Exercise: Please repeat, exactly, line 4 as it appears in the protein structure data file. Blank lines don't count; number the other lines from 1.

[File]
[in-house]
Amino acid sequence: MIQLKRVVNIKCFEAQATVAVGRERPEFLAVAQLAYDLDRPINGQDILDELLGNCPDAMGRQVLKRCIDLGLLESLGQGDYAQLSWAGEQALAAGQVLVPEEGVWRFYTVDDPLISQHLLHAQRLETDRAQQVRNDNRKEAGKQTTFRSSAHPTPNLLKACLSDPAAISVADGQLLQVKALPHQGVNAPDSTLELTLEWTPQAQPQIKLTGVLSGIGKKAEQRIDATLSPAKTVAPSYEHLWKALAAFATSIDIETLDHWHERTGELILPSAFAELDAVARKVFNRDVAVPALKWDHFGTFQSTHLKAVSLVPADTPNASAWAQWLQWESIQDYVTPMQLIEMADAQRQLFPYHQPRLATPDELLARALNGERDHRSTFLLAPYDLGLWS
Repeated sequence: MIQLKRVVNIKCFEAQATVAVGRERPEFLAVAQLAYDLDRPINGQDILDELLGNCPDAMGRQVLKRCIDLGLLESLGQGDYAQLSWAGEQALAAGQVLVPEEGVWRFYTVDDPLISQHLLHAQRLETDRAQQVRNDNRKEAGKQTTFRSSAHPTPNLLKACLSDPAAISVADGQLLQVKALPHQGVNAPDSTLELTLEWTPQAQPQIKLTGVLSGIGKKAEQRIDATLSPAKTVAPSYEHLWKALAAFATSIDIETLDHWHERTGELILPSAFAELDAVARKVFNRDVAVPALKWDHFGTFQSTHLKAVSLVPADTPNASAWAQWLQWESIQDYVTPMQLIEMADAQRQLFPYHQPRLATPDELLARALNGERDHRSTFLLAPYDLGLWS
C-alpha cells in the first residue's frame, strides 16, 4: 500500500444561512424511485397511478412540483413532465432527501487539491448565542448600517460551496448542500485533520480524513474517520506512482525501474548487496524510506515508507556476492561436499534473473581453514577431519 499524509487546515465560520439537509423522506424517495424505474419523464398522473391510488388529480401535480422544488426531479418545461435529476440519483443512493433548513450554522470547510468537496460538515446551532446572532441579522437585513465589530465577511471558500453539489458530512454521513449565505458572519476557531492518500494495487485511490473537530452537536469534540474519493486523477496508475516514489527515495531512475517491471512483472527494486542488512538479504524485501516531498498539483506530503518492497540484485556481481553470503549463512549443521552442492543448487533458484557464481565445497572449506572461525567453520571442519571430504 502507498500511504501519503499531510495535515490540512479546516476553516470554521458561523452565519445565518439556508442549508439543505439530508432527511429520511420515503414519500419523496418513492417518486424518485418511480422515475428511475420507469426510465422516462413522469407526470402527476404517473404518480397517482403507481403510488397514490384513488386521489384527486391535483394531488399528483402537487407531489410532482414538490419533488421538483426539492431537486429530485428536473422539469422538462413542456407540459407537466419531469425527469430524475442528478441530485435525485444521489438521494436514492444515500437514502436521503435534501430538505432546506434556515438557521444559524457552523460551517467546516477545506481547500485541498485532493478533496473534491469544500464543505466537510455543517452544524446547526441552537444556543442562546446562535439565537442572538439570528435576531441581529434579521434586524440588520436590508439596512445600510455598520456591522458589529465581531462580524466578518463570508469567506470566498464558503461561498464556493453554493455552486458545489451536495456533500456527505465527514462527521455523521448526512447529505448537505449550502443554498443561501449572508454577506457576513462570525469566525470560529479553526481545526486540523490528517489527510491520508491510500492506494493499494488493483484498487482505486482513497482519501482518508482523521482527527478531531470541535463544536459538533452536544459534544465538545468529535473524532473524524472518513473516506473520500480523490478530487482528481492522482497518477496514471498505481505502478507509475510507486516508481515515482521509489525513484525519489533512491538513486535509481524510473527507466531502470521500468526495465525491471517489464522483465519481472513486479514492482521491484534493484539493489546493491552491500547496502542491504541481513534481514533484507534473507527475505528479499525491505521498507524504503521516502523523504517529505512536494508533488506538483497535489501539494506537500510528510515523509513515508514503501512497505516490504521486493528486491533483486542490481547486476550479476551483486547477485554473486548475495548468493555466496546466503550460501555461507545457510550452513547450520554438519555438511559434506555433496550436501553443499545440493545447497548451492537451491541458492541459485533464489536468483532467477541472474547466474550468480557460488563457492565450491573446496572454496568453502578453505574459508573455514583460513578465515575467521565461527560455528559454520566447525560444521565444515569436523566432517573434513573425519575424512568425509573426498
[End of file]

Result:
C-alpha cells in the first residue's frame, strides 16, 4: 500500500444561512424511485397511478412540483413532465432527501487539491448565542448600517460551496448542500485533520480524513474517520506512482525501474548487496524510506515508507556476492561436499534473473581453514577431519 499524509487546515465560520439537509423522506424517495424505474419523464398522473391510488388529480401535480422544488426531479418545461435529476440519483443512493433548513450554522470547510468537496460538515446551532446572532441579522437585513465589530465577511471558500453539489458530512454521513449565505458572519476557531492518500494495487485511490473537530452537536469534540474519493486523477496508475516514489527515495531512475517491471512483472527494486542488512538479504524485501516531498498539483506530503518492497540484485556481481553470503549463512549443521552442492543448487533458484557464481565445497572449506572461525567453520571442519571430504 502507498500511504501519503499531510495535515490540512479546516476553516470554521458561523452565519445565518439556508442549508439543505439530508432527511429520511420515503414519500419523496418513492417518486424518485418511480422515475428511475420507469426510465422516462413522469407526470402527476404517473404518480397517482403507481403510488397514490384513488386521489384527486391535483394531488399528483402537487407531489410532482414538490419533488421538483426539492431537486429530485428536473422539469422538462413542456407540459407537466419531469425527469430524475442528478441530485435525485444521489438521494436514492444515500437514502436521503435534501430538505432546506434556515438557521444559524457552523460551517467546516477545506481547500485541498485532493478533496473534491469544500464543505466537510455543517452544524446547526441552537444556543442562546446562535439565537442572538439570528435576531441581529434579521434586524440588520436590508439596512445600510455598520456591522458589529465581531462580524466578518463570508469567506470566498464558503461561498464556493453554493455552486458545489451536495456533500456527505465527514462527521455523521448526512447529505448537505449550502443554498443561501449572508454577506457576513462570525469566525470560529479553526481545526486540523490528517489527510491520508491510500492506494493499494488493483484498487482505486482513497482519501482518508482523521482527527478531531470541535463544536459538533452536544459534544465538545468529535473524532473524524472518513473516506473520500480523490478530487482528481492522482497518477496514471498505481505502478507509475510507486516508481515515482521509489525513484525519489533512491538513486535509481524510473527507466531502470521500468526495465525491471517489464522483465519481472513486479514492482521491484534493484539493489546493491552491500547496502542491504541481513534481514533484507534473507527475505528479499525491505521498507524504503521516502523523504517529505512536494508533488506538483497535489501539494506537500510528510515523509513515508514503501512497505516490504521486493528486491533483486542490481547486476550479476551483486547477485554473486548475495548468493555466496546466503550460501555461507545457510550452513547450520554438519555438511559434506555433496550436501553443499545440493545447497548451492537451491541458492541459485533464489536468483532467477541472474547466474550468480557460488563457492565450491573446496572454496568453502578453505574459508573455514583460513578465515575467521565461527560455528559454520566447525560444521565444515569436523566432517573434513573425519575424512568425509573426498